Wednesday, October 13, 2010

Another Proposed Law to Ban Carrying Airsoft Guns in the Philippines

Philippine Airsoft Players really are having a bad year. They are prevented carrying airsoft guns to their game sites during the last national elections, now the ongoing campaign for the village and youth council elections, and soon they will have to face the prospect of not being able to play airsoft at all with a law being proposed by people's organisations in that country.
Mainly-led by Catholic Church-influenced organisations, this group is using the country's unique "indirect initiative" where they can directly draft a bill and have it tabled for debate by the Philippine Congress and have it approved to be signed into law. The justification for this proposed law is the proliferation of illegal firearms in the country used by private armies owned by politicians and criminals. The gun ban during elections this year have drastically reduced the number of crimes in the country and the groups advocating for stricter gun regulations have gone to high gear elated by the results of the election gun ban.
While it is understood that such regulation would control the proliferation of dangerous weapons used in crimes, the sweeping proposal also covers airsoft and other replica firearms as stated in Section 3 of the proposed law, called Citizen's Protection Act of 2010. According to the Bill... "Only the following persons who are in the regular plantilla of the PNP or AFP or other law enforcement agencies are authorized to bear, carry or transport firearms or other deadly weapons in public places." Licenced firearms of private citizens should be left at home.
In interviews with the news media, the proponents say that sports shooters can carry their firearms to shooting ranges. The President of the Philippines, Nonoy Aquino Jr., is a gun enthusiast himself and thus can carry firearms only for the purpose of bringing it to a shooting range. But going over the Bill, there is no provision whatsoever regarding such assurance for those who use firearms and replica weapons for sporting purposes. However, a law that gets approved in the Philippines needs Implementing Rules and Regulations (IRR), which then may define how firearms are to be transported through the issuance of "permits to carry".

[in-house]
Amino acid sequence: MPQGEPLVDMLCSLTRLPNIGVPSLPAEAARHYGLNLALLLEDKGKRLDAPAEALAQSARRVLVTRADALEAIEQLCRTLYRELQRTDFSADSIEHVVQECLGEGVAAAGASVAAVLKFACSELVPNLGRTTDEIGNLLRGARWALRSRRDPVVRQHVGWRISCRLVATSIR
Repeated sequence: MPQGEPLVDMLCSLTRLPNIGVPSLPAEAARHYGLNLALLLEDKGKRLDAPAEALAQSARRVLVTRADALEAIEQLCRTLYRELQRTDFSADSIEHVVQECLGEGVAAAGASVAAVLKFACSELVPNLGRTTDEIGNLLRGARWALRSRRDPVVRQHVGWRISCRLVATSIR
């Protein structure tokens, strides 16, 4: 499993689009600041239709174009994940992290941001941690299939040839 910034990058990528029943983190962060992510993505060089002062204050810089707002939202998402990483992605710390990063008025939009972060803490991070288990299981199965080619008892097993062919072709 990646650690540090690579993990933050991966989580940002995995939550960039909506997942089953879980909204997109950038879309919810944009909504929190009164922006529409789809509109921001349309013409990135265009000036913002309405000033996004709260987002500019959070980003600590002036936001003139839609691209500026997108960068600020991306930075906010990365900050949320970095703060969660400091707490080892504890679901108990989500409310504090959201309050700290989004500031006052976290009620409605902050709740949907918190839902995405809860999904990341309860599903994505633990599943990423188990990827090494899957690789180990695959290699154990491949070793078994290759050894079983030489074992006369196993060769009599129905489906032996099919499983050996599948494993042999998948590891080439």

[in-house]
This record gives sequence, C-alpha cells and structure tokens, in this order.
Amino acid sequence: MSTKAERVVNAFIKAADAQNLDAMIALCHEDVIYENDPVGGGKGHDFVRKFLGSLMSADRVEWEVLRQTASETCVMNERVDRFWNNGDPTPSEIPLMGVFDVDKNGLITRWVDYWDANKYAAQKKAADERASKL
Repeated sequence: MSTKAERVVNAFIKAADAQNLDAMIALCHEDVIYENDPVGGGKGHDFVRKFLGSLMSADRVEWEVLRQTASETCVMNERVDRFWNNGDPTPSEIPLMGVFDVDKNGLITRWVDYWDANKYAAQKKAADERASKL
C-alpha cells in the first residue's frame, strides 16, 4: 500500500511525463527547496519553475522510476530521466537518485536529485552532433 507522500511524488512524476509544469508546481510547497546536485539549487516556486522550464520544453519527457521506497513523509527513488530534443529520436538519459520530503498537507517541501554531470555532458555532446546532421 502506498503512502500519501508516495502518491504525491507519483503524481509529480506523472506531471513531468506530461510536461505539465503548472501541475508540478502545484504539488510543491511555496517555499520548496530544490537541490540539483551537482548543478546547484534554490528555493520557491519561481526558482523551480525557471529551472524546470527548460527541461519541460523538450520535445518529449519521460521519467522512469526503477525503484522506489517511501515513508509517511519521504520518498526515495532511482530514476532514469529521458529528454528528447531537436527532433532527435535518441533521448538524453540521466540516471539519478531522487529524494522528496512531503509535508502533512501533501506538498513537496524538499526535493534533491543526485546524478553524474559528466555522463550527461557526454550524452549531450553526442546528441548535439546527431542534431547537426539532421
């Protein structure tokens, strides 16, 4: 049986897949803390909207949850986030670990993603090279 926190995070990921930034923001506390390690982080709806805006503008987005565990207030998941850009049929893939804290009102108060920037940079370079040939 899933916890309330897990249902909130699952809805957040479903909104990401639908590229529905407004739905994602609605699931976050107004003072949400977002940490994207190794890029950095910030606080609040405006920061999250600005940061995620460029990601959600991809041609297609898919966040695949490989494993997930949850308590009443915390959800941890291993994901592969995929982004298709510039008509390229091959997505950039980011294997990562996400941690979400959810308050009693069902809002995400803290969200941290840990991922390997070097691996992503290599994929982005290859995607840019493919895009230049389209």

Philippine airsoft players already enjoy such privilege through the Philippine National Police Circular No. 11 ("Revised Rules and regulations governing the manufacture, importation, exportation, sale, possession, carrying of airsoft rifles/pistols and operation of airsoft game sites and airsoft teams"). However, since its an IRR, it may be overturned as the PNP will need to issue another circular as based on the Citizens Protection Act 2010, if it does get approved to be a law.
There's an ongoing friction between the Roman Catholic Church and the Philippine President over birth control, and this proposed law might just worsen that friction as the President himself is a gun enthusiast. The proposed law is actually a rehash of the proposed gun ban law in the early 1990s, during the time of the President's mother, Corazon Aquino, which never prospered.
However, airsoft players and responsible gun enthusiasts should not be complacent. The first thing that they need to do is to dialogue with the proponents to clarify what they mean by sports shooters being able to carry their firearms from home to the shooting/gaming areas. Transporting weapons, even if concealed, from one point to another, for legitimate purposes, would still cover "public areas", especially for players who use public transportation to get to game areas. Those who travel by car would be safe as cars are considered private property.
But then, the proposed law is not explicit on their explanation of allowing licenced owners to carry their registered weapons to shooting/gaming areas. If the text is loud and clear, then there might not be something for enthusiasts to be alarmed about and they may just support the proposed law in the name crime prevention.
You can read the proposed law by downloading the "THE CITIZEN PROTECTION ACT OF 2010."

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